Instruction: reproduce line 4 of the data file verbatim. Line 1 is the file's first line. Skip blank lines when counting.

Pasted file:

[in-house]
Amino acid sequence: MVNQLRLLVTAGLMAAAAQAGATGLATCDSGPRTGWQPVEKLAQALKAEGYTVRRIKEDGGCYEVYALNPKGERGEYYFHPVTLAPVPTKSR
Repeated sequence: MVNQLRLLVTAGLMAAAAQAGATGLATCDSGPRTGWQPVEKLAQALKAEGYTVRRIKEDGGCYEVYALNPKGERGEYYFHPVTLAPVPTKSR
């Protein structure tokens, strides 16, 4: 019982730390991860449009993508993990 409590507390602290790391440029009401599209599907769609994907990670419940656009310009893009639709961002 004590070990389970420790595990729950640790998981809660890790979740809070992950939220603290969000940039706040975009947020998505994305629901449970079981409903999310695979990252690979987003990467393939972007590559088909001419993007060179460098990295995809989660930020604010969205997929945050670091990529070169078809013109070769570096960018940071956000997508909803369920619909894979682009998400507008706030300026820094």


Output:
């Protein structure tokens, strides 16, 4: 019982730390991860449009993508993990 409590507390602290790391440029009401599209599907769609994907990670419940656009310009893009639709961002 004590070990389970420790595990729950640790998981809660890790979740809070992950939220603290969000940039706040975009947020998505994305629901449970079981409903999310695979990252690979987003990467393939972007590559088909001419993007060179460098990295995809989660930020604010969205997929945050670091990529070169078809013109070769570096960018940071956000997508909803369920619909894979682009998400507008706030300026820094």